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Arriaga v. Berryhill

United States District Court, D. Arizona

March 26, 2018

John Arriaga, Plaintiff,
Nancy A. Berryhill, Defendant.


          Honorable Lynette C. Kimmins United States Magistrate Judge

         Plaintiff John Arriaga filed this action pursuant to 42 U.S.C. § 405(g) seeking judicial review of a final decision by the Commissioner of Social Security (Commissioner). (Doc. 1.) Before the Court are Arriaga's Opening Brief, Defendant's Responsive Brief, and Arriaga's Reply. (Docs. 19, 28, 31.) The parties have consented to Magistrate Judge jurisdiction. (Doc. 21.) Based on the pleadings and the administrative record submitted to the Court, the Court remands this matter for further proceedings.


         Arriaga received Supplemental Security Income (SSI) as a child for ADHD, beginning in 2002. (Administrative Record (AR) 88.) When SSA reviewed his case as an adult, it determined he was not disabled as of January 13, 2014. (AR 86, 101.) Arriaga then filed an application for SSI on February 12, 2014. (AR 189.) He alleged disability from January 1, 1999. (Id.) On June 13, 2014, a disability hearing officer, without holding a hearing, determined that Arriaga was not disabled. (AR 87, 118-26.) Arriaga's application was denied upon initial review (AR 86-104) and on reconsideration (AR 105- 50). A hearing was held on January 8, 2015 (AR 47-85), after which an ALJ found that Arriaga was not disabled because he could perform work available in the national economy (AR 28-39). The Appeals Council denied Arriaga's request to review the ALJ's decision. (AR 5.)


         Arriaga was born on July 20, 1994, making him 5 years of age at the onset date of his alleged disability and 19 at the date of SSA's non-disability finding. (AR 58.) Arriaga never has been employed.

         The ALJ found, as of January 13, 2014, Arriaga had three severe impairments, borderline intellectual functioning, mood disorder, and attention deficit disorder (ADD)/ attention deficit hyperactivity disorder (ADHD). (AR 30.) The ALJ determined Arriaga had the RFC to perform light work but should never climb ladders, ropes or scaffolds, and should avoid hazards. (AR 33.) He limited Arriaga to short and simple instructions and simple work-related decisions, and only occasional interaction with the public and co-workers. (Id.) The ALJ concluded at Step Five, based on the Medical-Vocational Guidelines, that Arriaga could perform work that exists in significant numbers in the national economy. (AR 38.)


         The Commissioner employs a five-step sequential process to evaluate SSI claims. 20 C.F.R. § 416.920; see also Heckler v. Campbell, 461 U.S. 458, 460-462 (1983). To establish disability the claimant bears the burden of showing he (1) is not working; (2) has a severe physical or mental impairment; (3) the impairment meets or equals the requirements of a listed impairment; and (4) claimant's RFC precludes him from performing his past work. 20 C.F.R. § 416.920(a)(4). At Step Five, the burden shifts to the Commissioner to show that the claimant has the RFC to perform other work that exists in substantial numbers in the national economy. Hoopai v. Astrue, 499 F.3d 1071, 1074 (9th Cir. 2007). If the Commissioner conclusively finds the claimant “disabled” or “not disabled” at any point in the five-step process, she does not proceed to the next step. 20 C.F.R. § 416.920(a)(4).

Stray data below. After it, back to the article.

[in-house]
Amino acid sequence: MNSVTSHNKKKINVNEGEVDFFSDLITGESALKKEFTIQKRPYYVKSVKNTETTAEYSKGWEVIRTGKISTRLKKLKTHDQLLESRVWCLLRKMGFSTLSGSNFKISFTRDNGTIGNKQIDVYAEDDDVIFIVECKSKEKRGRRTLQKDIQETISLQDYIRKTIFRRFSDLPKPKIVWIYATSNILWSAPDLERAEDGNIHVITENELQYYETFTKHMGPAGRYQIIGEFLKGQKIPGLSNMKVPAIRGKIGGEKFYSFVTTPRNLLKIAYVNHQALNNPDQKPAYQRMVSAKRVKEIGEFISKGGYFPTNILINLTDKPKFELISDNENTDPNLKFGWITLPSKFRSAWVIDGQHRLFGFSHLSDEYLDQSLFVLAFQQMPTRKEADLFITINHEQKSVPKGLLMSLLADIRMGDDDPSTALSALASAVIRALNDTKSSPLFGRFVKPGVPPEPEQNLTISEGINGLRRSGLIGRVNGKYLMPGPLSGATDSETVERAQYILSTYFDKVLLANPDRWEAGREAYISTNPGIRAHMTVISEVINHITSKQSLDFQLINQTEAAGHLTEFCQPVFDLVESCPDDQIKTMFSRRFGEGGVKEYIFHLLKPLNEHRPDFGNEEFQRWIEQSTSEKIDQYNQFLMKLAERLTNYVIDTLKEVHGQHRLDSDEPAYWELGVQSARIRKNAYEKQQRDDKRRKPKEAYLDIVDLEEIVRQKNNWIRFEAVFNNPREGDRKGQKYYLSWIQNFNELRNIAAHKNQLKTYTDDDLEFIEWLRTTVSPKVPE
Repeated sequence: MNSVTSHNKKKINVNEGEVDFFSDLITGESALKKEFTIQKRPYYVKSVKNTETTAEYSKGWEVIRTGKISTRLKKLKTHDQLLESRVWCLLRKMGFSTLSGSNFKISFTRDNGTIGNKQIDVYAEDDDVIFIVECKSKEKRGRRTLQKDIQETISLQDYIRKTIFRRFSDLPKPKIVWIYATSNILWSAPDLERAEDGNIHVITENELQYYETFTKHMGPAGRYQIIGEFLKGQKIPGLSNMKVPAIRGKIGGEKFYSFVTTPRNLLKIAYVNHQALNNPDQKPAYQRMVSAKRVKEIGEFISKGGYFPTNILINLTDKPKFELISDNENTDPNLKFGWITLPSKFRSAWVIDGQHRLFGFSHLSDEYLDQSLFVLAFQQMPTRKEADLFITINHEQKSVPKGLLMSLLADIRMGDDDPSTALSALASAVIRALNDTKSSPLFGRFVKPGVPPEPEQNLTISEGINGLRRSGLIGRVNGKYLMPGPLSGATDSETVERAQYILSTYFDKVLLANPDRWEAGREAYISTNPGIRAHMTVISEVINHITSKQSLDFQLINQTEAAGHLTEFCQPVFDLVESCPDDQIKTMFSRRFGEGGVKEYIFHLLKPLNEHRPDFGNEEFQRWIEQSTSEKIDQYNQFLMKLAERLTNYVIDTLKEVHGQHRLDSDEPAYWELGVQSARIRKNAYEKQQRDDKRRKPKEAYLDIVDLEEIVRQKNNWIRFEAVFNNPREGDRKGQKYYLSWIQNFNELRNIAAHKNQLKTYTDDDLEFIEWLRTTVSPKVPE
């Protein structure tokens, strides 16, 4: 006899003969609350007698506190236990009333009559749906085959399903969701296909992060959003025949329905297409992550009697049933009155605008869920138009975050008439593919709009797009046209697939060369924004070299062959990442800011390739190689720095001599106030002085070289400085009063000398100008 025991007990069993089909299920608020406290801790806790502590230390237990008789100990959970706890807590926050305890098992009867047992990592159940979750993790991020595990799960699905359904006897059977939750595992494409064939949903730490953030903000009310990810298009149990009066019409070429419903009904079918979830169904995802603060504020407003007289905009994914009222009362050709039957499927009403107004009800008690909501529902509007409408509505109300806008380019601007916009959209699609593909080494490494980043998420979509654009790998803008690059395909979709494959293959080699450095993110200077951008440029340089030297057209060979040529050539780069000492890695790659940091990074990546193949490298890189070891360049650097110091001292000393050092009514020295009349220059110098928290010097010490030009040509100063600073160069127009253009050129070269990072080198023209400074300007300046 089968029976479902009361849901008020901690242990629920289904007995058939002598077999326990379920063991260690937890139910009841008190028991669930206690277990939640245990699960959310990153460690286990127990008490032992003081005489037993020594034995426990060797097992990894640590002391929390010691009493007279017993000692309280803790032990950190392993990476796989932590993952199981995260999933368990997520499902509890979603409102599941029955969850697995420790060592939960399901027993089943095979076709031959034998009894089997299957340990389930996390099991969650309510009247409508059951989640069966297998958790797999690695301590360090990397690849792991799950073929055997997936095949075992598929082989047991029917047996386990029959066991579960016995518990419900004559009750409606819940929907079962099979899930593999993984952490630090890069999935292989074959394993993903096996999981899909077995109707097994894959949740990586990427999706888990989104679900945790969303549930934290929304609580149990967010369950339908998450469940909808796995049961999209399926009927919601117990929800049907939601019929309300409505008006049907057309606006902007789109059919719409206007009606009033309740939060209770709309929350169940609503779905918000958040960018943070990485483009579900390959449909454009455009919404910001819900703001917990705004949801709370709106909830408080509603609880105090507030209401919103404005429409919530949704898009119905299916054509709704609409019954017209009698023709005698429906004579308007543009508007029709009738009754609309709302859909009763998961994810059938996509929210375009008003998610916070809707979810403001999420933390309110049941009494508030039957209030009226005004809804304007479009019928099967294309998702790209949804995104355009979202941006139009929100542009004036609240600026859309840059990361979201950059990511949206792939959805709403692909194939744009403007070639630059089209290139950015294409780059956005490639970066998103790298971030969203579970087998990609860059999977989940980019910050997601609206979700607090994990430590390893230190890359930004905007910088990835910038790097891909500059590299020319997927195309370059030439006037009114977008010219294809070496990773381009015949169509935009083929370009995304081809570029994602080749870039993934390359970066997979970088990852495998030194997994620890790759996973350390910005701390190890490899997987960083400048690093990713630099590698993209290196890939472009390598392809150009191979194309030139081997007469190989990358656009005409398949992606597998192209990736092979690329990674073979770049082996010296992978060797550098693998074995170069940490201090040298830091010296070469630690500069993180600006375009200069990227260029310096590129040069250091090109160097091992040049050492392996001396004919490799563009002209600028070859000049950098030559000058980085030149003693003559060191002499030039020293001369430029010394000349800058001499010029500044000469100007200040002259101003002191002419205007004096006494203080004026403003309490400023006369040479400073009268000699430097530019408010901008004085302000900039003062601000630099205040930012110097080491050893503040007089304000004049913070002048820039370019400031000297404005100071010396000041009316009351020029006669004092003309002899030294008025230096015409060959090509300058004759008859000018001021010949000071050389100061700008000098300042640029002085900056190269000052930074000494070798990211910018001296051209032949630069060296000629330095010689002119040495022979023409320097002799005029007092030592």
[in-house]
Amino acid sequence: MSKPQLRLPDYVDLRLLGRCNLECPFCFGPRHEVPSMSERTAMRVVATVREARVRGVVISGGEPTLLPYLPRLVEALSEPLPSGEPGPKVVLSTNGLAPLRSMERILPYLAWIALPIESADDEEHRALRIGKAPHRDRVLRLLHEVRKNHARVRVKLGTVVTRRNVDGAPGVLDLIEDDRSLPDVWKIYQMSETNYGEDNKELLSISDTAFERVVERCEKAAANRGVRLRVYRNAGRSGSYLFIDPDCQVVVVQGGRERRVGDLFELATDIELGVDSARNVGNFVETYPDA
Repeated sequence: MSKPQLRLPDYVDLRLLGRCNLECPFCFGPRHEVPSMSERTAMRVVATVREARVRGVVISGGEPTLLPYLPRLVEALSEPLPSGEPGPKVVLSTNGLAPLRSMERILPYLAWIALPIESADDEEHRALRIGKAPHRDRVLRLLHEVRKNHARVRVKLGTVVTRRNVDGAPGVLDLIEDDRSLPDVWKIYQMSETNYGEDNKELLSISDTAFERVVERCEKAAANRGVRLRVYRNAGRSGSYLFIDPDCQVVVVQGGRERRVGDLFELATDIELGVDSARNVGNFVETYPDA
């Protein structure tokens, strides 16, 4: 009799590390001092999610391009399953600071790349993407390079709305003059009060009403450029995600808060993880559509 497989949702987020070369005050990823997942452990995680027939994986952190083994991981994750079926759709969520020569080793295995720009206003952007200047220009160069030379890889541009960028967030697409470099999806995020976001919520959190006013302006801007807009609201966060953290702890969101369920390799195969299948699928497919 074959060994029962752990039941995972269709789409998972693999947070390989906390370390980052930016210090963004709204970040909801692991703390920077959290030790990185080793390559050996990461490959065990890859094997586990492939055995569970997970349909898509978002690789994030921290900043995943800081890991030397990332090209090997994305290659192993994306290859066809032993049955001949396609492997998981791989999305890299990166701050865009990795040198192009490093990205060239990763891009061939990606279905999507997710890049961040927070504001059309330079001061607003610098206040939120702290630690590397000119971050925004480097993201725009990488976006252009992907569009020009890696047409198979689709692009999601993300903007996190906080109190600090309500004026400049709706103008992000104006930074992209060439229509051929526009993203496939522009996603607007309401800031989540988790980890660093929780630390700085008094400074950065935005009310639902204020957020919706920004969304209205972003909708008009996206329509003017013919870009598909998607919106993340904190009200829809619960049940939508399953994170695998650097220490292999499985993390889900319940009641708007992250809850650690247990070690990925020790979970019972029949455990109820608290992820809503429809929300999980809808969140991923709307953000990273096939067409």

“The ALJ is responsible for determining credibility, resolving conflicts in medical testimony, and for resolving ambiguities.” Andrews v. Shalala, 53 F.3d 1035, 1039 (9th Cir. 1995) (citing Magallanes v. Bowen, 881 F.2d 747, 750 (9th Cir. 1989)). The findings of the Commissioner are meant to be conclusive if supported by substantial evidence. 42 U.S.C. § 405(g). Substantial evidence is “more than a mere scintilla but less than a preponderance.” Tackett v. Apfel, 180 F.3d 1094, 1098 (9th Cir. 1999) (quoting Matney v. Sullivan, 981 F.2d 1016, 1018 (9th Cir. 1992)). The court may overturn the decision to deny benefits only “when the ALJ's findings are based on legal error or are not supported by substantial evidence in the record as a whole.” Aukland v. Massanari, 257 F.3d 1033, 1035 (9th Cir. 2001). This is so because the ALJ “and not the reviewing court must resolve conflicts in the evidence, and if the evidence can support either outcome, the court may not substitute its judgment for that of the ALJ.” Matney, 981 F.2d at 1019 (quoting Richardson v. Perales, 402 U.S. 389, 400 (1971)); Batson v. Comm'r of Soc. Sec. Admin., 359 F.3d 1190, 1198 (9th Cir. 2004). The Commissioner's decision, however, “cannot be affirmed simply by isolating a specific quantum of supporting evidence.” Sousa v. Callahan, 143 F.3d 1240, 1243 (9th Cir. 1998) (citing Hammock v. Bowen, 879 F.2d 498, 501 (9th Cir. 1989)). Reviewing courts must consider the evidence that supports as well as detracts from the Commissioner's conclusion. Day v. Weinberger, 522 F.2d 1154, 1156 (9th Cir. 1975).


         Arriaga argues the ALJ committed five errors: (1) he failed to consider the combined impact of all impairments; (2) he failed to provide clear and convincing reasons for rejecting Arriaga's credibility; (3) he improperly weighed the medical opinion evidence; (4) he failed to develop the record and call a vocational expert; and (5) he cherry-picked and failed to consider properly all evidence. The allegations of Claim 5 will be discussed within Claims 1, 2, and 3.

         Combined Impairments

         Arriaga argues the ALJ failed to consider the impact of all his combined impairments, severe and non-severe, at ...

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